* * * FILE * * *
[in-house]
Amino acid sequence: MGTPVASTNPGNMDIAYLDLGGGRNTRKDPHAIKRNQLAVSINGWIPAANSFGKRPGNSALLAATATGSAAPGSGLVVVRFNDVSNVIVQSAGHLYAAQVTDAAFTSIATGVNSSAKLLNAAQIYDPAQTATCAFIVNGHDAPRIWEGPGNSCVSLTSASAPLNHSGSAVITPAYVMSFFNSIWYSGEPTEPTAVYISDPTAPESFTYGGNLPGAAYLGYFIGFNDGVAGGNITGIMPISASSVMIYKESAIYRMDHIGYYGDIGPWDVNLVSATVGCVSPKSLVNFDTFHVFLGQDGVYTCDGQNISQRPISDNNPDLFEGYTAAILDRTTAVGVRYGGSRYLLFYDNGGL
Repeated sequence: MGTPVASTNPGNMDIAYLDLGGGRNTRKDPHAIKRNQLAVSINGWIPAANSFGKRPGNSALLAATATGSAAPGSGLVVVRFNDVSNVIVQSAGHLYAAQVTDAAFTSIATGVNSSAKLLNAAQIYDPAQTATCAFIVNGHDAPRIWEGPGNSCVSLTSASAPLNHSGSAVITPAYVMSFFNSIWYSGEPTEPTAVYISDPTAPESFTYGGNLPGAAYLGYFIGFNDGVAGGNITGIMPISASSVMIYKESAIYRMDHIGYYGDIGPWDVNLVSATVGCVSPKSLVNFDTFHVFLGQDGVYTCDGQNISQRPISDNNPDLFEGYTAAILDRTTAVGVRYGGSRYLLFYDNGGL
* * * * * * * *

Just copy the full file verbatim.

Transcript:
[in-house]
Amino acid sequence: MGTPVASTNPGNMDIAYLDLGGGRNTRKDPHAIKRNQLAVSINGWIPAANSFGKRPGNSALLAATATGSAAPGSGLVVVRFNDVSNVIVQSAGHLYAAQVTDAAFTSIATGVNSSAKLLNAAQIYDPAQTATCAFIVNGHDAPRIWEGPGNSCVSLTSASAPLNHSGSAVITPAYVMSFFNSIWYSGEPTEPTAVYISDPTAPESFTYGGNLPGAAYLGYFIGFNDGVAGGNITGIMPISASSVMIYKESAIYRMDHIGYYGDIGPWDVNLVSATVGCVSPKSLVNFDTFHVFLGQDGVYTCDGQNISQRPISDNNPDLFEGYTAAILDRTTAVGVRYGGSRYLLFYDNGGL
Repeated sequence: MGTPVASTNPGNMDIAYLDLGGGRNTRKDPHAIKRNQLAVSINGWIPAANSFGKRPGNSALLAATATGSAAPGSGLVVVRFNDVSNVIVQSAGHLYAAQVTDAAFTSIATGVNSSAKLLNAAQIYDPAQTATCAFIVNGHDAPRIWEGPGNSCVSLTSASAPLNHSGSAVITPAYVMSFFNSIWYSGEPTEPTAVYISDPTAPESFTYGGNLPGAAYLGYFIGFNDGVAGGNITGIMPISASSVMIYKESAIYRMDHIGYYGDIGPWDVNLVSATVGCVSPKSLVNFDTFHVFLGQDGVYTCDGQNISQRPISDNNPDLFEGYTAAILDRTTAVGVRYGGSRYLLFYDNGGL